"She was always there, always ready to give a helping hand," said Isabel Osborne, Kenzie's jump-rope co-captain.

Her coach said Kenzie started on the competitive jump rope team when she was just 4 years old. He said right from the beginning, her dedication to the sport was evident. Through the years, the team's typical practice schedule spanned six days a week. Fredrick said she was the first to show up and the last to leave.

"She was a dedicated person to the program and to the sport of jump rope and well loved all over the world and probably one of the most humble individuals I ever met," Fredrick said.

Photographs of happy memories line the wall outside the gym where the Bulldogs practice in Chapel Hill. These images now serve as reminders to the teammates she leaves behind of her smile, her friendship and her drive for the sport.

"Stay in your lane and follow your passion, don't try to live someone else's life and that's who she was," Fredrick said.

East Chapel Hill High School principal Eileen Tully said counseling would be available for students.

"Our condolences certainly go out to Mackenzie's family, friends and her loved ones. Counseling support has been added to our school today from the district to assist students and staff with grieving," Tully said. "If you would like any sort of advice or assistance on how to best engage your child in this difficult conversation, please don't hesitate to call on us. This is a very difficult time for everyone, and your continued support is greatly appreciated."

Story and video:  http://abc11.com


A Chapel Hill teenager whose coach says was one of the best competitive jump ropers in the world was one of two people killed in a plane crash Monday near the Idaho-Wyoming border.

Bonneville County authorities responded to a reported crash Monday afternoon at the edge of Palisades Reservoir, about two miles north of the Alpine Airport. Rescue crews used snowmobiles and rescue sleds to reach the area, which had 2 to 3 feet of snow.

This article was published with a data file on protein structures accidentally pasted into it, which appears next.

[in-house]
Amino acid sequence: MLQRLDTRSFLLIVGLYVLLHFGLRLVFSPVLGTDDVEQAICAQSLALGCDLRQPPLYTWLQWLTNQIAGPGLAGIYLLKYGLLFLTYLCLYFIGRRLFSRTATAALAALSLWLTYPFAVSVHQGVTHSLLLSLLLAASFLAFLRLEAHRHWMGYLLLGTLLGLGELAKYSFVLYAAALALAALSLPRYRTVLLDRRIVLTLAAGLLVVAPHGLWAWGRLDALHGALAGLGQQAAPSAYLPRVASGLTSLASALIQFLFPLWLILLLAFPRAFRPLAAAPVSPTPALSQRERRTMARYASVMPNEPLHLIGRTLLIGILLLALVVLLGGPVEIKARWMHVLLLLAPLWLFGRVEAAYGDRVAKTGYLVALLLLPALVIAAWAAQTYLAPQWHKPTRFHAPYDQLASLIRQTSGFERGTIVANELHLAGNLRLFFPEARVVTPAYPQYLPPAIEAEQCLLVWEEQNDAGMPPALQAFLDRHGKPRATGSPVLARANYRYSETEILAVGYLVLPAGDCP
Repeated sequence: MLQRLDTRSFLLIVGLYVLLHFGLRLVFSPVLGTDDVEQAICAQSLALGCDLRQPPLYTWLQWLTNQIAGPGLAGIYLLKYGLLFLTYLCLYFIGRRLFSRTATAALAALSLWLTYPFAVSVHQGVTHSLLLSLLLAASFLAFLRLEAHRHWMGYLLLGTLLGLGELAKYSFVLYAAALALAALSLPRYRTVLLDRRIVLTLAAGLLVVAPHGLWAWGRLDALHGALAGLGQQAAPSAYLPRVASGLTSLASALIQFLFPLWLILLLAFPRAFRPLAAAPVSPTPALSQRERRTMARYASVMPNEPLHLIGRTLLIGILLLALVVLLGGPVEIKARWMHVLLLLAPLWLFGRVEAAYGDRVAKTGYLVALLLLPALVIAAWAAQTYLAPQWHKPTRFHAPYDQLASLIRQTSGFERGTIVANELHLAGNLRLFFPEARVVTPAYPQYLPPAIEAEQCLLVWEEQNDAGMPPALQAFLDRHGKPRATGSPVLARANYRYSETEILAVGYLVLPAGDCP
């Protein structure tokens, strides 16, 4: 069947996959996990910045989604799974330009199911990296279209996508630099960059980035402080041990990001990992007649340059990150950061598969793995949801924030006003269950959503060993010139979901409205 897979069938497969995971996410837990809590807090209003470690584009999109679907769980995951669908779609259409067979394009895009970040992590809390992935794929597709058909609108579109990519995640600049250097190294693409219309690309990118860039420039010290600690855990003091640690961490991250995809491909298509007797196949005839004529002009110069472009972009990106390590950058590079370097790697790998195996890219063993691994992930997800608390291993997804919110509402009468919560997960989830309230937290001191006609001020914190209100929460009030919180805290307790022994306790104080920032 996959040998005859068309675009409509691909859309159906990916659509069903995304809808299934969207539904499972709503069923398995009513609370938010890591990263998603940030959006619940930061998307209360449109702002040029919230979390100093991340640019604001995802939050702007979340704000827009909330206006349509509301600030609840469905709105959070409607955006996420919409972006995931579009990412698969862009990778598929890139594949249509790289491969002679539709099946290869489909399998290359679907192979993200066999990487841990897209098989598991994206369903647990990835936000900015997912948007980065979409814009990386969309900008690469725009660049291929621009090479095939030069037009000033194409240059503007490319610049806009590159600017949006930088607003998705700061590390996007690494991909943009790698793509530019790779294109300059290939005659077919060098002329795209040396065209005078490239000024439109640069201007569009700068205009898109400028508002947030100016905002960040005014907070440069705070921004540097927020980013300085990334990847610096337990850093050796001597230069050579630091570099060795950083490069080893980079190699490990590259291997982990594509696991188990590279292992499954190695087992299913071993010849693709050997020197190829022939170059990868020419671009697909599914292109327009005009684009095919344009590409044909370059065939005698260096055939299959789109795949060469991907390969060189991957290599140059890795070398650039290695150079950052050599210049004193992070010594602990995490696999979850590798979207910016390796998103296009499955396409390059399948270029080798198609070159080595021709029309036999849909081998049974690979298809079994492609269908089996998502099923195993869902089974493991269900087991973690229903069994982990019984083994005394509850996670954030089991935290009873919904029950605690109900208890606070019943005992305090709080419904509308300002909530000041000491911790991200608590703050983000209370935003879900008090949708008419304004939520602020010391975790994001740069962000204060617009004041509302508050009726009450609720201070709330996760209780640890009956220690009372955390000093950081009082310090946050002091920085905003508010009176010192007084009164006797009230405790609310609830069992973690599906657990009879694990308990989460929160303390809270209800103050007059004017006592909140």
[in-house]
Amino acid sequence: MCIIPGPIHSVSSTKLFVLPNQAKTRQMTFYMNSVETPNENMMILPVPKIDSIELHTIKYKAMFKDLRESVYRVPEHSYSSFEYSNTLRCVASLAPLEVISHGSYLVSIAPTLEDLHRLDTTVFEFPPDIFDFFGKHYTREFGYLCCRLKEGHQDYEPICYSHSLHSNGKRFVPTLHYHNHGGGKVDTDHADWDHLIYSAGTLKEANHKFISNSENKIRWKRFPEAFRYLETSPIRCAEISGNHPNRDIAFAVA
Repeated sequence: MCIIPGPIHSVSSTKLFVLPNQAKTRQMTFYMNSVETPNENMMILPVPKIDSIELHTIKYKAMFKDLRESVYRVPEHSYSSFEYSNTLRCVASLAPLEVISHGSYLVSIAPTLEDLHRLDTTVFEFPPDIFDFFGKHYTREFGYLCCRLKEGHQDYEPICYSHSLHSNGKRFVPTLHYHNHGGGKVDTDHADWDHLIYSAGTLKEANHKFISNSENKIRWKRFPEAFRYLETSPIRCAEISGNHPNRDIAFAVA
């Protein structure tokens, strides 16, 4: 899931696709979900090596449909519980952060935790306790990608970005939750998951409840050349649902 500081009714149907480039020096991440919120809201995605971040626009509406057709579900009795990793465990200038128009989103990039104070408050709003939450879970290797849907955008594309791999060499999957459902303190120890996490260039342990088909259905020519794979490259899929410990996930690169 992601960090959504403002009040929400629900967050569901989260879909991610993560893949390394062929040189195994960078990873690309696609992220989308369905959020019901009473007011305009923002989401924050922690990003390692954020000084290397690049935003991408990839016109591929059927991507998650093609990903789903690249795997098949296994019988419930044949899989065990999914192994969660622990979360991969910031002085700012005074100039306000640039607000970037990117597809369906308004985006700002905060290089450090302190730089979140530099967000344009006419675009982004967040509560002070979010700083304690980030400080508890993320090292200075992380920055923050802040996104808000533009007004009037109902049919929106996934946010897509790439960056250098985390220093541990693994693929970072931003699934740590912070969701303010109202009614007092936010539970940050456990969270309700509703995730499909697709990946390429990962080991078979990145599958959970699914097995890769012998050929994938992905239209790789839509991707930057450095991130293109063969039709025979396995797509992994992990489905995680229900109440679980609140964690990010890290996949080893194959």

Mackenzie Ruston, 17, of Chapel Hill, and pilot Reade Genzlinger, 61, of Bryn Athens, Pa., were killed at the scene, Bonneville County Sheriff's Office Sgt. Bryan Lovell said. Both are part-time residents of Alpine, Wyo.

The victims’ family members were flying nearby in two other aircraft when Genzlinger’s small plane – a Yak 52 Russian trainer aircraft – went down less than a mile from the Idaho state line, Lovell said. The other planes landed safely, he said.

“The plane (carrying Ruston) had been flying low and went in to the ground,” he said. “They were going up and down around the area ... and crashed just off the end of the runway.”

The mountainous area is a popular spot for recreational flights, Lovell said, and the small town of Alpine has many part-time residents living in cabins along the runway. While crashes are not common, he said, another pilot was killed in an October crash in the same area.

The Federal Aviation Administration is investigating Monday’s crash, Lovell said.

Ruston was a senior at East Chapel High School and a member of the Bouncing Bulldogs jump-rope team for 13 years, beginning when she was 4 years old.

East Chapel Hill Principal Eileen Tully told students and parents in a recorded statement Tuesday that “this is the worst kind of phone call a principal will ever make.”

“Yesterday, we lost a beloved member of our school family,” Tulley said.

“Our condolences certainly go out to Mackenzie’s family, friends and her loved ones,” she continued. “Counseling support has been added to our school today from the district to assist students and staff with grieving. If you would like any sort of advice or assistance on how to best engage your child in this difficult conversation, please don’t hesitate to call on us.”

Coach Ray Frederick, who founded the competitive jump rope team in 1985, said Ruston was one of two members he has coached from age 4 through their senior year of high school.

“I felt deep down in my heart this young lady is going to have a major impact on the world,” he said.